Wednesday, January 12, 2011

Huffington Post article about the need for the Equal Rights Amendment

The following article was written by Patricia Ireland, President of National Organization for Women (NOW) 1991-2001.  Please post comments.  Personally, I think passing the ERA (Equal Rights Amendment) is THE most important thing we can work on as American feminists.


In Solidarity,
N. Jerin Arifa
National NOW Board of Directors
National NOW Political Action Committee
National NOW Young Feminist Task Force, Chair
NOW – NYS Young Feminist Task Force, Chair
National Organization for Women (NOW)

Equal Justice for Whom?

The Huffington Post

JANUARY 11, 2011

Some highlights:


January 2011 has brought a strange spotlight on the U.S. Constitution. First, Justice Scalia pronounces that women are not protected by the Fourteenth Amendment's Equal Protection Clause. Then Republicans recite the entire Constitution on the floor of the House.
It is true that anyone listening to the Republicans' reading did not hear the word "women" anywhere in the equal protection clause. But then the word "corporations" did not pass their lips either, and corporations have been covered by the guarantee of equal protection since the Nineteenth Century. Corporations are nowhere mentioned in the First Amendment either. Yet, January 21 will mark the one-year anniversary of the Supreme Court's 5-4 decision in Citizens United, which elevated constitutional protection for corporations' political speech to the level previously recognized only for natural persons. Apparently the omission of corporations from the First Amendment did not trouble Justice Scalia the way the failure to mention women in the Fourteenth Amendment does; he voted with the majority to extend the corporate right to free speech.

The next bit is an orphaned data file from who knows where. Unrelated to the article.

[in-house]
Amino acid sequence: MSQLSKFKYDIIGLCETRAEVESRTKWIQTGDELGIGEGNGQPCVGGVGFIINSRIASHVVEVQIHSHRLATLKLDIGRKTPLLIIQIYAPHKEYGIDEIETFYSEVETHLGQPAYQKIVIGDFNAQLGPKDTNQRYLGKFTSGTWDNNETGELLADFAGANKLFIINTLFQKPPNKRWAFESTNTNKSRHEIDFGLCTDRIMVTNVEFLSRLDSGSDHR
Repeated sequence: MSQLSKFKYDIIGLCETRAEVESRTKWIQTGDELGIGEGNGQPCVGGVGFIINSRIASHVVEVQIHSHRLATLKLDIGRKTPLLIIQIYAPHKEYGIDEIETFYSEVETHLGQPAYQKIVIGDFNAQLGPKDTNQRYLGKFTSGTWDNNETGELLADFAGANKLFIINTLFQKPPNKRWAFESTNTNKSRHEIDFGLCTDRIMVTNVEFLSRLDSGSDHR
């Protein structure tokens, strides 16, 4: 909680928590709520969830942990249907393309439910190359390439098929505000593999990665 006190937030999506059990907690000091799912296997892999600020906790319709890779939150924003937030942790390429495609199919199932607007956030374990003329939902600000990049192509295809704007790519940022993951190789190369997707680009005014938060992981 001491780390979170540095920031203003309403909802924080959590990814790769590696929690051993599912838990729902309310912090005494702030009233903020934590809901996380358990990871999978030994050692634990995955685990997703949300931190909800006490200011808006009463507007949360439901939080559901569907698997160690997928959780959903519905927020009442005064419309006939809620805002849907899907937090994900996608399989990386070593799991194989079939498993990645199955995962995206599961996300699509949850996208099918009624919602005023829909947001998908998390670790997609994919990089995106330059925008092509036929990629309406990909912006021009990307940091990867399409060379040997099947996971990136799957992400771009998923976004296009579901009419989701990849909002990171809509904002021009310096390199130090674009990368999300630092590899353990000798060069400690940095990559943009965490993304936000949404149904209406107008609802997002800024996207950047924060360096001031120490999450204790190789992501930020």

...the Constitution only protects what five of the Supreme Court Justices say it protects. Women's assurance of "equality of rights under the law" continues to depend on who is elected to the White House and the U.S. Senate, something to keep in mind in 2012's elections. In the long run, however, we should keep in mind the need to add an Equal Rights Amendment to the U.S. Constitution, to guarantee equality between women and men in language so clear that even Justice Scalia cannot mistake it. 

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